Eurovision 2019 Rehearsal Report: Day Eight – Ranking the Second Rehearsals

Hello and welcome to another article looking in-depth at the rehearsals for the Eurovision Song Contest. Nine countries rehearsed for the second time on Saturday the 11th of May and here is my ranking of them, based on the overall package they are presenting on stage through still images and the thirty second TV clips released by the official Eurovision YouTube channel.

9th – Croatia – Roko – “The Dream”

How can the climax of a song look so dull? Those are my thoughts upon watching the exclusive rehearsal clip of the Croatian performance. There isn’t really anything there that would grab my attention, and those notes seem to have peaked on the highest point possible and don’t come back down for air.

8th – Lithuania – Jurij Veklenko – “Run With The Lions”

Arguably just as damaging as a bad performance is a flat performance in Eurovision. The gold staging isn’t necessarily a bad thing as it suits the kind of song Lithuania’s entry is, except that it is one-dimensional and safe. In Melfest terms, this staging would be seen in a song that wouldn’t even make the Second Chance round or Grand Final. This isn’t bad by any means, but it is very middle-of-the-road.

7th – Albania – Jonida Maliqi – “Ktheju tokës”

I really want to like this performance more but it seems like the Albanian delegation excluded a lot of the ethnic undertones and message about immigration in coming up with their staging, because it just feels a bit flat. Jonida’s excellent voice, with which she can convey the emotion of this entry, is the best part of the stage presentation. Everything else is par for the course for Albania; static positioning and red and black backdrops.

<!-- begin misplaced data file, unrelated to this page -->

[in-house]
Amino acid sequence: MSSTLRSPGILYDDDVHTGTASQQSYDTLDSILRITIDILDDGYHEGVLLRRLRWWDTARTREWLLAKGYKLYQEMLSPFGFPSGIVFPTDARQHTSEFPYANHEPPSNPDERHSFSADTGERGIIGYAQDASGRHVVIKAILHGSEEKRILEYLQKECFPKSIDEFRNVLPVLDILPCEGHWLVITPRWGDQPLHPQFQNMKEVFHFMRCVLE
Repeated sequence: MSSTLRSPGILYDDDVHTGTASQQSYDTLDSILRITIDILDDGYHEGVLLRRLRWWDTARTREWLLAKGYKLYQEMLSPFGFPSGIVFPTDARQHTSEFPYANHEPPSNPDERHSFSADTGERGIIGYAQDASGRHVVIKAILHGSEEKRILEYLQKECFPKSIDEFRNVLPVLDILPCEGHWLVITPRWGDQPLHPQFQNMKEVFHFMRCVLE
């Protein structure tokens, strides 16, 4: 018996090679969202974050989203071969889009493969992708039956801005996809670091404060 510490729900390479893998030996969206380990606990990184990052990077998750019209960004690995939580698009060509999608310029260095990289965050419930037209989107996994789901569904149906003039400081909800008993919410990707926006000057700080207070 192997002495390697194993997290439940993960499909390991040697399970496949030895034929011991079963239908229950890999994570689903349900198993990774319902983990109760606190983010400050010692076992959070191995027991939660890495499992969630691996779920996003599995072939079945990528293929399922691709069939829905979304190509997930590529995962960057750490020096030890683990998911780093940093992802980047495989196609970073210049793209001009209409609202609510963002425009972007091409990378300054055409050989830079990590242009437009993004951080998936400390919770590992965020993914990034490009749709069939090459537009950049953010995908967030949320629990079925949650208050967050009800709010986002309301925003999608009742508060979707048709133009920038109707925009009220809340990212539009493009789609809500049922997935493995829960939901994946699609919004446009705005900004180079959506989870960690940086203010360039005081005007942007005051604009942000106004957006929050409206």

6th – Russia – Sergey Lazarev – “Scream”

In 2016 Sergey Lazarev wowed with his live performance at Eurovision, with his act featuring a wall with holograms on it, that would twist and allow the artist to climb up. Three years later, the Russian delegation have once again gone with a technical staging in order to push forward the message of the song. I really felt that the music video did a good job at this but I am completely ambivalent with this staging – unlike in 2016, the reveal comes right at the start and there are no massive surprises after that, except from an effective effect where rain appears to fall down the side of the box the artist is in. It’s not bad by any means but this doesn’t feel like a push for victory. 

5th – Norway – KEiiNO – “Spirit in the Sky”

The Norwegian delegation might have looked at the national final staging for “Spirit in the Sky” and decided that it was far too busy. They have chosen to focus on the three performers, losing a lot of the additional elements and at times it feels very empty. With the song itself nothing special, save for the “joiking” segment, there needed to be an explosion of personality in the staging. Ultimately it is still a decent package but it lacks that memorable something to convince juries and voters to choose them as a higher placed entry.